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John Blund

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John Blund

John Blund
Archbishop of Canterbury-elect
Province Canterbury
Diocese Diocese of Canterbury
See Archbishop of Canterbury
Elected 26 August 1232
Quashed 1 June 1233
Predecessor John of Sittingbourne
Successor Edmund Rich
Other posts Chancellor of York
Consecration never consecrated
Personal details
Born c. 1175
Died 1248

John Blund (or Johannes Blund, Iohannes Blondus, Iohannes Blundus; circa 1175–1248) was an English scholastic philosopher, known for his work on the nature of the soul, the Tractatus de anima, one of the first works of western philosophy to make use of the recently translated De Anima by Aristotle and especially the Arab philosopher Avicenna's work on the soul, also called De Anima.[1] He taught at Oxford University[2] along with Edmund of Abingdon. David Knowles said that he was "noteworthy for his knowledge of Avicenna and his rejection of the hylomorphism of Avicebron and the plurality of forms.",[3] although the problem of the plurality of forms as understood by later scholastics was not formulated explicitly in Blund's time.[4] Maurice Powicke calls him the "first English Aristotelian."[5]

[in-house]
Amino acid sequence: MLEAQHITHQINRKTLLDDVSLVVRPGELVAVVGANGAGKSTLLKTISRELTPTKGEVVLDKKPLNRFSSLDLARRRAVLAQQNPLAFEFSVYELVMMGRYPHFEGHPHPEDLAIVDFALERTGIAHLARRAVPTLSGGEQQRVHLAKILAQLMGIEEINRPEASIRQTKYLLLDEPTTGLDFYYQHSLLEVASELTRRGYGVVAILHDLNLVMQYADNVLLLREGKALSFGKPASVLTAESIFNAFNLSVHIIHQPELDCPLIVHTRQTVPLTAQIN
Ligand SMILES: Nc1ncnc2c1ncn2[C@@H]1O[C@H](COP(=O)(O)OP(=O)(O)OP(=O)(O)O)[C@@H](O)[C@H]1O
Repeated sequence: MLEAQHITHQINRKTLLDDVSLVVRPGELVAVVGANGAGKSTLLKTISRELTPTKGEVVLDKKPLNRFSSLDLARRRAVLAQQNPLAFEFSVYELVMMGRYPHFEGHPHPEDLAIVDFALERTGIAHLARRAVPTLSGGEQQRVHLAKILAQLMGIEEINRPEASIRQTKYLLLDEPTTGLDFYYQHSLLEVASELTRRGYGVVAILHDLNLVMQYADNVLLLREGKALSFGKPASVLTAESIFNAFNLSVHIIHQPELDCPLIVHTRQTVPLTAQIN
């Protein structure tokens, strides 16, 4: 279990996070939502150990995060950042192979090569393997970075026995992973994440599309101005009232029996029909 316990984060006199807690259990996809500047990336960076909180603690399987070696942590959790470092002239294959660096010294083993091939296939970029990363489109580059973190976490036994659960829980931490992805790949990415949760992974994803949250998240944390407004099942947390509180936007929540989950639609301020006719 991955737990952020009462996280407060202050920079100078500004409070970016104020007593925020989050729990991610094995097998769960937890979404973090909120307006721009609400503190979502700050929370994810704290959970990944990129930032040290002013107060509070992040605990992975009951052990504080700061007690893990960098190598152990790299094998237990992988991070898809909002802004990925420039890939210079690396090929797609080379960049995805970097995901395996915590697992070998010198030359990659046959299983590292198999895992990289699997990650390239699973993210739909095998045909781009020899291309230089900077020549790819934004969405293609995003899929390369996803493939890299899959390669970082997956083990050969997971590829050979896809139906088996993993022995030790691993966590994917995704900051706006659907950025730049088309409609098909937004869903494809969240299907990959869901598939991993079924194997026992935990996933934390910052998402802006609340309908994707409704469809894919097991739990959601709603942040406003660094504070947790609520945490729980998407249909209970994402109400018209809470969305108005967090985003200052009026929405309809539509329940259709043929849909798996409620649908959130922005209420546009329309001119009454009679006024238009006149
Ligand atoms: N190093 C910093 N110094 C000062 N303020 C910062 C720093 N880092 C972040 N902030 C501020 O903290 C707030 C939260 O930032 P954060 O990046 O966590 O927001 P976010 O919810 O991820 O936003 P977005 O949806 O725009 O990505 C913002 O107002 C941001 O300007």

He was a royal clerk by 1227 and studied at Oxford and Paris, and was at the University of Paris when it was dispersed in 1229.[6] He was a canon of Chichester before 1232. He was archbishop of Canterbury during a brief reign, having been elected on 26 August 1232.[7] He was supported by Peter des Roches, but did not receive papal approval and the election was quashed because of alleged pluralism on 1 June 1233.[8] Probably it was the support of des Roches that doomed his election to Canterbury, and the pluralism charge was cover for the real reason.[9] He was appointed chancellor of the see of York before 3 November 1234, and died in 1248.[10]



  • British History Online Archbishops of Canterbury retrieved on 11 September 2007
  • British History Online Canons of Chichester accessed on 11 September 2007
  • British History Online Chancellors of York accessed on 11 September 2007

Further reading

  • Josiah Cox Russell, "Master Henry of Avranches as an International Poet," Speculum, Vol. 3, No. 1 (Jan., 1928), pp. 34–63.
Catholic Church titles
Preceded by
John of Sittingbourne
Archbishop of Canterbury
Election quashed

Succeeded by
Edmund Rich

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